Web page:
The stunning and little-understood migration of millions of monarch butterflies to spend the winter in Mexico is in danger of ending, experts said last week, after numbers dropped to their lowest level since recordkeeping began in 1993.
In a report, they blamed the disappearance of the milkweed plant the species feeds on, extreme weather trends and the illegal cutting down of trees the butterflies depend on for shelter.
After steady declines in the past three years, the black-and-orange butterflies now cover only 1.6 acres in the forests west of Mexico City, compared with 2.9 acres last year, said the report, released by the World Wildlife Fund and by Mexico’s Environment Department and Commission of Protected Natural Areas. The butterflies covered more than 44.5 acres at their recorded peak in 1996.
Because the butterflies clump together by the thousands in trees, they are counted by the area they cover.
The decline in the monarch population is a long-term trend, experts say.
Lincoln Brower, an entomologist (insect scientist) at Virginia’s Sweet Briar College, called the migration “an endangered biological phenomenon.”
Karen Oberhauser, a University of Minnesota professor, said farmers in the Midwest are making more use of weedkillers because some crops aren’t harmed by the chemicals. But the chemicals kill milkweed, the monarchs’ food source.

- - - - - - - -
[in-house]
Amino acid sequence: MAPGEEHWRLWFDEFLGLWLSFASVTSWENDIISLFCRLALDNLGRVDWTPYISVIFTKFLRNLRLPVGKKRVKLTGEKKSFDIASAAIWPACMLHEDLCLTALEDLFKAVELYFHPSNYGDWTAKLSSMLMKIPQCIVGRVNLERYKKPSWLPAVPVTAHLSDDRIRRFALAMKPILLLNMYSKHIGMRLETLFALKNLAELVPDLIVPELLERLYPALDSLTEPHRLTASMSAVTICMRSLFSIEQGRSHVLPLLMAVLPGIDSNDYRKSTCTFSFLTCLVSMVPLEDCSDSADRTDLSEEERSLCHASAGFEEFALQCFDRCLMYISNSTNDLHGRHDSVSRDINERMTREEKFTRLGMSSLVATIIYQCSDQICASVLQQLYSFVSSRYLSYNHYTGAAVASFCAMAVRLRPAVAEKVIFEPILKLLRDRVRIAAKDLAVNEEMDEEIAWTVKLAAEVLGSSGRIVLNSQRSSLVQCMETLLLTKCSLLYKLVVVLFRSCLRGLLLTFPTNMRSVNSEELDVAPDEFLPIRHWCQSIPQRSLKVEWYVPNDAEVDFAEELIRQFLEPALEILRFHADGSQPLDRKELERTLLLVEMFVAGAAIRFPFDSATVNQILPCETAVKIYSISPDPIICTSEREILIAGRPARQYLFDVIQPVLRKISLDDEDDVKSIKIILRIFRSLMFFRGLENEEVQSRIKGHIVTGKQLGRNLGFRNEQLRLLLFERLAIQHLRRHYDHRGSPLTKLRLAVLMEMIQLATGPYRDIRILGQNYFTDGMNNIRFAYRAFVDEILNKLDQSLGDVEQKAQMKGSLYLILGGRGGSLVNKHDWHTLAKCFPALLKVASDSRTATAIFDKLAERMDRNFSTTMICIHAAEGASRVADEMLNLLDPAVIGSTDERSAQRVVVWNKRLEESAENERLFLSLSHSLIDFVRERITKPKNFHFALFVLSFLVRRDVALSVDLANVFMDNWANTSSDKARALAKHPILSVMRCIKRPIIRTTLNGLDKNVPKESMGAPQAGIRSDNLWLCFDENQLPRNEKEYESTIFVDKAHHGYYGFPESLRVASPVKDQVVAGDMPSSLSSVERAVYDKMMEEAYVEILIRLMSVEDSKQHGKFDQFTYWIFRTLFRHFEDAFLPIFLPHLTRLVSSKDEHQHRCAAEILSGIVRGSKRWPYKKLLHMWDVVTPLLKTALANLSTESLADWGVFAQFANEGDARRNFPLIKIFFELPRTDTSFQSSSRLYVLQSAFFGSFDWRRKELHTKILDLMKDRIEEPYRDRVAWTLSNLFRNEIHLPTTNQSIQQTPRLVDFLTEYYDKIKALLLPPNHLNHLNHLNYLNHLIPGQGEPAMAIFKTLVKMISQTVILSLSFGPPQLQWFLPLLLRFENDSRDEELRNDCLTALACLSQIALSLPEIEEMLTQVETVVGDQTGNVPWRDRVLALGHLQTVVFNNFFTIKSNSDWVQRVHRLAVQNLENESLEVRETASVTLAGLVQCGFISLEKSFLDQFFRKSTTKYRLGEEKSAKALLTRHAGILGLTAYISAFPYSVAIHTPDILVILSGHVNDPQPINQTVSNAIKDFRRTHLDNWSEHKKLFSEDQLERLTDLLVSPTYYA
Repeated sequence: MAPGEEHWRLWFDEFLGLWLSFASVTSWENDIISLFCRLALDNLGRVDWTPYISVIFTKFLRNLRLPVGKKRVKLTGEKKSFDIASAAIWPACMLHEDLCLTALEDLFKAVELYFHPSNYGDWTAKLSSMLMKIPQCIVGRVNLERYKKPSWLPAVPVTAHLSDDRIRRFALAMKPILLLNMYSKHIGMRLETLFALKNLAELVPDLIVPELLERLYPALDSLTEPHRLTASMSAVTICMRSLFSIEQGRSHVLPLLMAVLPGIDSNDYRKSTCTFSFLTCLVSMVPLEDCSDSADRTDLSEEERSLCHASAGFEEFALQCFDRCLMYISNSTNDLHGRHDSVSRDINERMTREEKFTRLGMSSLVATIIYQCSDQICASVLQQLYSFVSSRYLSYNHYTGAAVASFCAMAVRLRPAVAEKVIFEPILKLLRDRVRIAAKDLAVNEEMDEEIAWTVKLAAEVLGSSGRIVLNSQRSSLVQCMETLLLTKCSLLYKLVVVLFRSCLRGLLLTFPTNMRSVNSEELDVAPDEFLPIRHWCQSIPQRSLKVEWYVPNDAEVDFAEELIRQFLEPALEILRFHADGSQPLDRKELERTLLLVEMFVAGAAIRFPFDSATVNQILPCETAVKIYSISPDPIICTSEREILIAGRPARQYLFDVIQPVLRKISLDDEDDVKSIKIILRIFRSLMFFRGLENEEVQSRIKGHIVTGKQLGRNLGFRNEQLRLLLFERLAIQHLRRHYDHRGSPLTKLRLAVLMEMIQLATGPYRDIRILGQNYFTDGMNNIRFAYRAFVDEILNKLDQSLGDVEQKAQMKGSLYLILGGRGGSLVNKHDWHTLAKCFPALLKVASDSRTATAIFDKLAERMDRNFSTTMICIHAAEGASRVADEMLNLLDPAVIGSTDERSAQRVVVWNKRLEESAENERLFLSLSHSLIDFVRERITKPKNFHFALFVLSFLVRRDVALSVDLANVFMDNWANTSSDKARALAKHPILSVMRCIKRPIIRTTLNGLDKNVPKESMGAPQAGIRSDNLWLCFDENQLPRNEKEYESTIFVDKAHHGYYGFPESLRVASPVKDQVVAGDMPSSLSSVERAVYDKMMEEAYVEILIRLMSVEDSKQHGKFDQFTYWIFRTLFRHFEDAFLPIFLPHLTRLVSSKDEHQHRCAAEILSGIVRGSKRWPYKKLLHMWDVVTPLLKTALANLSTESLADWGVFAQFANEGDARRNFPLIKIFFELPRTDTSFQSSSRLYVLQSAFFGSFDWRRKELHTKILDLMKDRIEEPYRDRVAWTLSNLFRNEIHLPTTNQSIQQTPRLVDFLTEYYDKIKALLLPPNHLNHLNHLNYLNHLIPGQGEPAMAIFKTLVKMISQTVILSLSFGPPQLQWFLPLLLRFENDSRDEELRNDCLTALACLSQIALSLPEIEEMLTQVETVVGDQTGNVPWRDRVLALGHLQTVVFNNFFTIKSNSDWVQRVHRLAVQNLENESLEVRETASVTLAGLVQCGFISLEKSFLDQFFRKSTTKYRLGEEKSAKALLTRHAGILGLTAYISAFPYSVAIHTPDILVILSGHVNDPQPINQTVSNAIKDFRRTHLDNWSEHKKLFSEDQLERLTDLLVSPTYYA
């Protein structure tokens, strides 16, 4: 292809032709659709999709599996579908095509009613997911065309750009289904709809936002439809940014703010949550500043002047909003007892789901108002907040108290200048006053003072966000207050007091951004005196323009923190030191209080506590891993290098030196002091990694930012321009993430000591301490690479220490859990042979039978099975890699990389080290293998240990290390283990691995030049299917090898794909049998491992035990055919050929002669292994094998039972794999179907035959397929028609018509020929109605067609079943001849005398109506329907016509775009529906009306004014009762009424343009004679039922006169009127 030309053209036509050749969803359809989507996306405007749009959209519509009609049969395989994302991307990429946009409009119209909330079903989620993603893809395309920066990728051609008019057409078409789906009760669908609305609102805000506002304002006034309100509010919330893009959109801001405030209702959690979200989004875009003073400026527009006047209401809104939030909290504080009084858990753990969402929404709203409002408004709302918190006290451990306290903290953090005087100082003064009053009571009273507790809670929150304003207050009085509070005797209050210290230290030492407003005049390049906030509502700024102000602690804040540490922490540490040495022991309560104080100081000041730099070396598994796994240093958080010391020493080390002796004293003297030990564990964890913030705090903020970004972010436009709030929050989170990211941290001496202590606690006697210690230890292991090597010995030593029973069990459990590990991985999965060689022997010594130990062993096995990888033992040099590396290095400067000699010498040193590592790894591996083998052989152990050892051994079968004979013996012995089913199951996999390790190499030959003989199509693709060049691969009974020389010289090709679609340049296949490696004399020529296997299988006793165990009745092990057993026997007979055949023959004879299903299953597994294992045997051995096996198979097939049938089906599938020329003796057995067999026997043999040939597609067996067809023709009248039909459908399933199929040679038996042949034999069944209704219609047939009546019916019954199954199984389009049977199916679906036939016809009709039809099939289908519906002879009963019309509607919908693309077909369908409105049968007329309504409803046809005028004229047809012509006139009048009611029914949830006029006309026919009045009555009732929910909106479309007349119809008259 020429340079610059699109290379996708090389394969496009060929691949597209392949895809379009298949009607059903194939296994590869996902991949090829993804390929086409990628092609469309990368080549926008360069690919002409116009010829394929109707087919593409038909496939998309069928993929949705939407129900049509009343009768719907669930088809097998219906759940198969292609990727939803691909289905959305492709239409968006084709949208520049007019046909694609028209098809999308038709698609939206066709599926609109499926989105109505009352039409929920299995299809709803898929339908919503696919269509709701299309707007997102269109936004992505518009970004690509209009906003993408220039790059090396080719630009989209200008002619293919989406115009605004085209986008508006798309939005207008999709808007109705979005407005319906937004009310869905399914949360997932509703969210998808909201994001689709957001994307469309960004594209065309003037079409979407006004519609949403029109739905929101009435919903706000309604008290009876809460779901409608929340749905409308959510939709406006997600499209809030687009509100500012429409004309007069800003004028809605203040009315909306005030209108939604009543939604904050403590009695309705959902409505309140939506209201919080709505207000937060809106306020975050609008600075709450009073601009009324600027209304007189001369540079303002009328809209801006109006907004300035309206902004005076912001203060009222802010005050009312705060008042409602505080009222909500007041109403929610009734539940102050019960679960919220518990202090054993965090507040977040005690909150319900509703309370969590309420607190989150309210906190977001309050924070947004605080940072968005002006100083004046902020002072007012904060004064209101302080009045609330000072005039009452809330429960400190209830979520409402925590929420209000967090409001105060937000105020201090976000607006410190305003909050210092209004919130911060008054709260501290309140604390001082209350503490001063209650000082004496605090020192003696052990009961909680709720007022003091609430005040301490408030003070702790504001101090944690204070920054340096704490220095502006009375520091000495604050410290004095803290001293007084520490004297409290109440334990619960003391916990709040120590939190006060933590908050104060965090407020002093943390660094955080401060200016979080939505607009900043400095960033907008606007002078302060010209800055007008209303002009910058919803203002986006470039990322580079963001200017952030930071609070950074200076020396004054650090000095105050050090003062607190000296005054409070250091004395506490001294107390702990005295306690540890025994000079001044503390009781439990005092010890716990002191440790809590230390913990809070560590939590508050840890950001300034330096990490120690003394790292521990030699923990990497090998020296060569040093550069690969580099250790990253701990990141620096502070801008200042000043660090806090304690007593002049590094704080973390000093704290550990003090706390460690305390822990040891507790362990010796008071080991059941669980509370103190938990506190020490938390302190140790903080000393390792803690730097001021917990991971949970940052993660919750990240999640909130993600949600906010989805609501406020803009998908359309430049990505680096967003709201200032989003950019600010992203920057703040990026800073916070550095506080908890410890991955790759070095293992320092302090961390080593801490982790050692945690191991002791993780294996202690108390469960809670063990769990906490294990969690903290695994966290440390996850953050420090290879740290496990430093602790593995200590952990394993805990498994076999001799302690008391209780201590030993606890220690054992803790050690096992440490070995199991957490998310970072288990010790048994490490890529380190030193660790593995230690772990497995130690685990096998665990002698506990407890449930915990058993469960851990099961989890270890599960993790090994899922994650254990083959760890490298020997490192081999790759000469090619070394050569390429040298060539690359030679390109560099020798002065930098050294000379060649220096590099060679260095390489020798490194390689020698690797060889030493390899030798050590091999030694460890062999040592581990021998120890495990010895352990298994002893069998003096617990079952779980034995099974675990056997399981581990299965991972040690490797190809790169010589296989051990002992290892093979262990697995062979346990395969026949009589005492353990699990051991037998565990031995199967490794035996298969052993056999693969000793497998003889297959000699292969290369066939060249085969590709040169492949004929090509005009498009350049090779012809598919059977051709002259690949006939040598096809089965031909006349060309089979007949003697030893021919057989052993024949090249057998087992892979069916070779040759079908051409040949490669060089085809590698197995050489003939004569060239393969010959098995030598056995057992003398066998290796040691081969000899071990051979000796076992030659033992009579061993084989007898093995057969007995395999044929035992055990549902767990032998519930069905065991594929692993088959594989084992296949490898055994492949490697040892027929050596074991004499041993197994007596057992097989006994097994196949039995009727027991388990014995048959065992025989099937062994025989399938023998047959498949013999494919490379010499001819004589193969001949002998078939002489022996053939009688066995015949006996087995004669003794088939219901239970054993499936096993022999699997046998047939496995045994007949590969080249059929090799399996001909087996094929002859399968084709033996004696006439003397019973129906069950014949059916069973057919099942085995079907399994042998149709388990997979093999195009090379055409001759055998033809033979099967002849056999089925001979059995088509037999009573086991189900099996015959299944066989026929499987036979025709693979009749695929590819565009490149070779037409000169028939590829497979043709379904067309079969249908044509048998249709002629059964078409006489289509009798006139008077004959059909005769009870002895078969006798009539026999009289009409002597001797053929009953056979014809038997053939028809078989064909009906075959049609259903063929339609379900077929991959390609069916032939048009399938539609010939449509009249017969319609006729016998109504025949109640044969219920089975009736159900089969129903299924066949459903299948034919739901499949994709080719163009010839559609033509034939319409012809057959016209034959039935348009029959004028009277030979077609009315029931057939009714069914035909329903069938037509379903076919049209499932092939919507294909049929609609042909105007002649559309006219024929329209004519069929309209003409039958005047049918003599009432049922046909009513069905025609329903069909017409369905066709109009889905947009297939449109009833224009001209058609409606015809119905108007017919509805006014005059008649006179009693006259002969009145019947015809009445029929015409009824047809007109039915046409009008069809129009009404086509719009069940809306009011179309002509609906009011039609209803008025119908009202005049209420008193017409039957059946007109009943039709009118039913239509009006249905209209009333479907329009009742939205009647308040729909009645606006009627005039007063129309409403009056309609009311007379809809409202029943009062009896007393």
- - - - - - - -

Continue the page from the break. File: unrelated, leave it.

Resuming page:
Severe cold snaps, unusually heavy rains and droughts also seem to have played a role in the decline.
It’s unclear what would happen to the monarchs if they no longer made the trek to Mexico. There are monarchs in many parts of the world, so they would not become extinct. The butterflies apparently can survive year-round in warmer climates, but populations in the northern United States and Canada would have to find someplace to spend the bitter winters.
The migration is an inherited trait. No butterfly lives to make the full round trip, and it is unclear how they know the route to the same patch of forest each year, a journey of thousands of miles to central Mexico. Some scientists think that the butterflies release chemicals that mark the migratory path and that if their numbers fall low enough, not enough chemical traces would remain, and the route-marking might no longer work.
Butterfly guide Emilio Velazquez Moreno, 39, and other farmers in Macheros, a village inside an officially protected wintering ground, have planted small plots of milkweed, hoping to provide food for the monarchs if they stay in Mexico year-round. Velazquez Moreno, who has been visiting the butterflies since he was a boy, said: “We have to protect this. This comes first; this is our heritage.”
For a look at the monarch butterfly migration, check out the movie “Flight of the Butterflies 3D” at the Smithsonian’s National Museum of Natural History, 10th Street and Constitution Avenue NW, Washington. For showtimes, a parent can visit www.si.edu/Imax/Movie/71.